Some Thoughts on Quality Assurance in Translation

2020-01-20 17:27
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2020-01-20 17:27
Some Thoughts on Quality Assurance in Translation
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In the translation industry, the translation quality has always been a top concern for clients. The reputation of translation service providers and translators often depends on the quality of the translations they provide to their clients. However, the evaluation of translation quality varies with clients' requirements, translator resources and the field involved in the documents. So, how to guarantee the translation quality, constantly improve the translation service level, and satisfy the clients? I'd like to share some of my views from both personal and corporate perspectives.



With respect to the division of labor in the translation process, in addition to the translators who are responsible for translation, there are also personnel responsible for proofreading and style polishing. I draw some lessons from my previous work experience that, in translation, we should first effectively control the translation quality on our own, rather than handing over the responsibility of quality control to the proofreader in the follow-up process. Different translators often have different working habits. Some translators are accustomed to proofreading the translated text while translating, while others prefer to proofread the full text after all translations are completed. When I was new to the translation job, I used to finish all the translations and then proofread. When encountering some incomprehensible words or sentences, I used to leave a mark. After the translation was completed, I would read through the translation and focus on the outstanding issues. Later, I discovered that we can have a better overall view after the translation is completed, and some of the previously incomprehensible problems would be "suddenly enlightened" later. However, this habit also has obvious disadvantages: It would take some time to read through the target text after the translation is completed. For document with a great deal of characters, if we conduct preliminary self-proofreading after all the translations are done, we may not be careful enough to find small problems due to constraints on time or mental efforts. More importantly, if we did not research and verify the concepts and terminology when translating, we will eventually find that researching and verifying the whole article together is very arduous.

By summing up the experience over the past few years, I think that the most effective way to ensure the translation quality may be to use the concept of "one word, one sentence, one paragraph" during translation, to proofread the translation with reference to the original text, to perform full-text polishing after completing the translation, or to make adjustments according to the document condition and client's requirements. The method is divided into three stages: First, proofread while translating: proofread the translation with reference to the original text, interpret the original correctly, and avoid stupid mistakes. Second, purely polish the translation: In the full-text checking process, read only the translation, so that we can get rid of the influence of the language habit, structure, and means of expression of the original text, and after polishing, make the translation more idiomatic, fluent, and readable in language. Third, full-text adjustment: Finally read through the client's requirements before the project is delivered. If there is any issue, communicate with the client in time and adjust accordingly. As qualified translators, we should try our best to do a good job of translation at the first stage, and try to translate each sentence well. The fewer problems left over to the next stage, the less opportunities for these issues to be ignored during proofreading and editing.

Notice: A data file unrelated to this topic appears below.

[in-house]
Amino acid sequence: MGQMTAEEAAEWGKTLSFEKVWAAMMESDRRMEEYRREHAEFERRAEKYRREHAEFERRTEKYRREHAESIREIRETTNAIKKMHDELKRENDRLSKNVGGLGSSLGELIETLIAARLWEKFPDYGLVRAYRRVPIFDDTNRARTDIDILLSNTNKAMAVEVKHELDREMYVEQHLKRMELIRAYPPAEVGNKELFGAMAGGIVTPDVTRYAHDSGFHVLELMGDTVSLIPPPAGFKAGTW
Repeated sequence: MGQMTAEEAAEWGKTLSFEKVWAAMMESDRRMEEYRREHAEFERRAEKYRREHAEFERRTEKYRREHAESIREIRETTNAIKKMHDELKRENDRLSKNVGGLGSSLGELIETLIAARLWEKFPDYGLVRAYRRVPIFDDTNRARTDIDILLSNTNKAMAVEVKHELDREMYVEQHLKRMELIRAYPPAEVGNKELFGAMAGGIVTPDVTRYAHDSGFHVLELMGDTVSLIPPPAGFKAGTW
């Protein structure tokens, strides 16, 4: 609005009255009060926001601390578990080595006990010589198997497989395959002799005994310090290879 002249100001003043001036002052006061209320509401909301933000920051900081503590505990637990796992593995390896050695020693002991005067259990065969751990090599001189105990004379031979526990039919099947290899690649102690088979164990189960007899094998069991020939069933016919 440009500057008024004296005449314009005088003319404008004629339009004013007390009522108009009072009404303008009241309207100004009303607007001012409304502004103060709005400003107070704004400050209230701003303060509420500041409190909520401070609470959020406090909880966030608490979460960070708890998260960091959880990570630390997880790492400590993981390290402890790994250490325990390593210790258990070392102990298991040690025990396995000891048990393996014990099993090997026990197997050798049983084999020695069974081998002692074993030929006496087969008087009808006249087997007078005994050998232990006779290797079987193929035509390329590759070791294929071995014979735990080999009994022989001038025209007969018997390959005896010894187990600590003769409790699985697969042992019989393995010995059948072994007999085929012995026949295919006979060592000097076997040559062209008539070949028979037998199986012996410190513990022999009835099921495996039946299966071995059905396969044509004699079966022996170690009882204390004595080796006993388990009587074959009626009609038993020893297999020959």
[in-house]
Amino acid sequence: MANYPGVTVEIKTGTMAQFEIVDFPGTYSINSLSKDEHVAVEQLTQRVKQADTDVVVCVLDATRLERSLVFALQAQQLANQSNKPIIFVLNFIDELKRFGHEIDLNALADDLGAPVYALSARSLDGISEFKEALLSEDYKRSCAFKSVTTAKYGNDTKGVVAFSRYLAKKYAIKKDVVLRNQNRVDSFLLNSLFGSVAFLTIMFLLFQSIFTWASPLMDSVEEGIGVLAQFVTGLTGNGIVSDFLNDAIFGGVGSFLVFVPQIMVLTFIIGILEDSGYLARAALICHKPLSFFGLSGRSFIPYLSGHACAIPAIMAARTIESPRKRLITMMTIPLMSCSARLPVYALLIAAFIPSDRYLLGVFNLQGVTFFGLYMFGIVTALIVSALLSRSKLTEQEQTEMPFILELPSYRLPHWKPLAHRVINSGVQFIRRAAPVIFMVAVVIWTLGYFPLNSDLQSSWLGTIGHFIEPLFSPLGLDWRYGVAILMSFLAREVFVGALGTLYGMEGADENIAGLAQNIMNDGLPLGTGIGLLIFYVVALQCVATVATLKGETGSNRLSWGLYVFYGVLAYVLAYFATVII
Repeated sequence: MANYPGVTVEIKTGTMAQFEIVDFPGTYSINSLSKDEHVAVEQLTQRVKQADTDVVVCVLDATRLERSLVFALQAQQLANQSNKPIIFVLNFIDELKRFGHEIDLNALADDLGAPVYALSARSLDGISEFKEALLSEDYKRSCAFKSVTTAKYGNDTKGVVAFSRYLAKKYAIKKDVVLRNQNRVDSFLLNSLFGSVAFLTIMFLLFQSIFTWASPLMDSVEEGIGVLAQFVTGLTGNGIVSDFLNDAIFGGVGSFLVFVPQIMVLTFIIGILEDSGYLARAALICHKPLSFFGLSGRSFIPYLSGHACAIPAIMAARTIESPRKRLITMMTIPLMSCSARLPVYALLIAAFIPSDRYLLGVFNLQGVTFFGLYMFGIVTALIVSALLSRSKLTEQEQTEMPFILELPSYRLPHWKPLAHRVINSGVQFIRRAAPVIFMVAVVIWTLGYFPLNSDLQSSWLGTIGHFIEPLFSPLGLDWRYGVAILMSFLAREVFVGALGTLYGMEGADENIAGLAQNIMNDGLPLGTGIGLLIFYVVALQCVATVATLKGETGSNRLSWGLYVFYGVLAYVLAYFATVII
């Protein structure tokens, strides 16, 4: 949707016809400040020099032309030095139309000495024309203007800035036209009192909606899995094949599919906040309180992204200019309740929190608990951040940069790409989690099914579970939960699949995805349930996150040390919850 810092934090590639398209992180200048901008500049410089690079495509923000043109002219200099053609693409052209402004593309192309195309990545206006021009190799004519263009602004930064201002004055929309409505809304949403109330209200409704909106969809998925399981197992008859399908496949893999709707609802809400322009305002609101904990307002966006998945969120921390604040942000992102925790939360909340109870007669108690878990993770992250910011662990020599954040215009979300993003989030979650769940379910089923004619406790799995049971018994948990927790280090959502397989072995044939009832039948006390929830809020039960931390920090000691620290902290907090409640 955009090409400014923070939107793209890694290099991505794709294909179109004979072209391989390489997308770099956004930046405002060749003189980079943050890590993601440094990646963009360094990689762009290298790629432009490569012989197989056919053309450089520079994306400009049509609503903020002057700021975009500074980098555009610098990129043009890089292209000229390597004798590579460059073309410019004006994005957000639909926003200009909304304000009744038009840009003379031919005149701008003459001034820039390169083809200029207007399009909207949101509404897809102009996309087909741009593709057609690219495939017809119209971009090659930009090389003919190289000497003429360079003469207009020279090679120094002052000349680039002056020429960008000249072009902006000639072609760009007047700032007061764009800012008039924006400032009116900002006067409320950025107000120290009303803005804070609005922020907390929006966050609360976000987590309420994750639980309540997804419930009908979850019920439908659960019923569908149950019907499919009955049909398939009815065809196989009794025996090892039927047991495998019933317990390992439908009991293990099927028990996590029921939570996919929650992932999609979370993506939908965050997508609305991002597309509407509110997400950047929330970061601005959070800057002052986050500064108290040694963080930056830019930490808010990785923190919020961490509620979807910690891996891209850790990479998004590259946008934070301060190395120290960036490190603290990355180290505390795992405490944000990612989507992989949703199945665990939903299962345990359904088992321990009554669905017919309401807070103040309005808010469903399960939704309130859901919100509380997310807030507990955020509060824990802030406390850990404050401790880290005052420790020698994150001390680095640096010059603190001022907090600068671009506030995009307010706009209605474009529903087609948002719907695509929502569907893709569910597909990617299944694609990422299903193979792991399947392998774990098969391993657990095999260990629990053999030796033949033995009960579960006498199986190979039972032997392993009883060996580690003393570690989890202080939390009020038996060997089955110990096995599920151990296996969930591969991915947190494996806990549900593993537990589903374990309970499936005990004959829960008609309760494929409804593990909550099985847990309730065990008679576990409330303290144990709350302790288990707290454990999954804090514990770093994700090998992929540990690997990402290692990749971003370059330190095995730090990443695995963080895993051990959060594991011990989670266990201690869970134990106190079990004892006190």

At the company level, viable translation management is the key to save cost and improve translation quality. In business translation, the translation quality is closely related to the management level throughout the translation process, not just related to the professional skill of translators or their sense of responsibility. It is difficult to define responsibilities if the responsibilities at each stage of the process are not clear. It's nice to see that the project managers I've been working with regularly check the final translation if time permits, and feed back to me to make revisions if any translation issues are discovered. In addition, the communication in each link is very smooth. The client's requirements are always passed to us accurately and timely, and we can also know the various issues that appear in the translation course accurately and timely. Moreover, the company has a rigorous evaluation system. Supervisors and project managers conduct regular and truthful evaluations based on our quality, which is helpful for us to be more aware of our shortcomings, reminding us to foster a sense of responsibility. I hope that the company further strengthen the translation process management, control the cost and strengthen the clients' confidence and trust on us through effective management and supervision.

(By Glodom, adapted when published)
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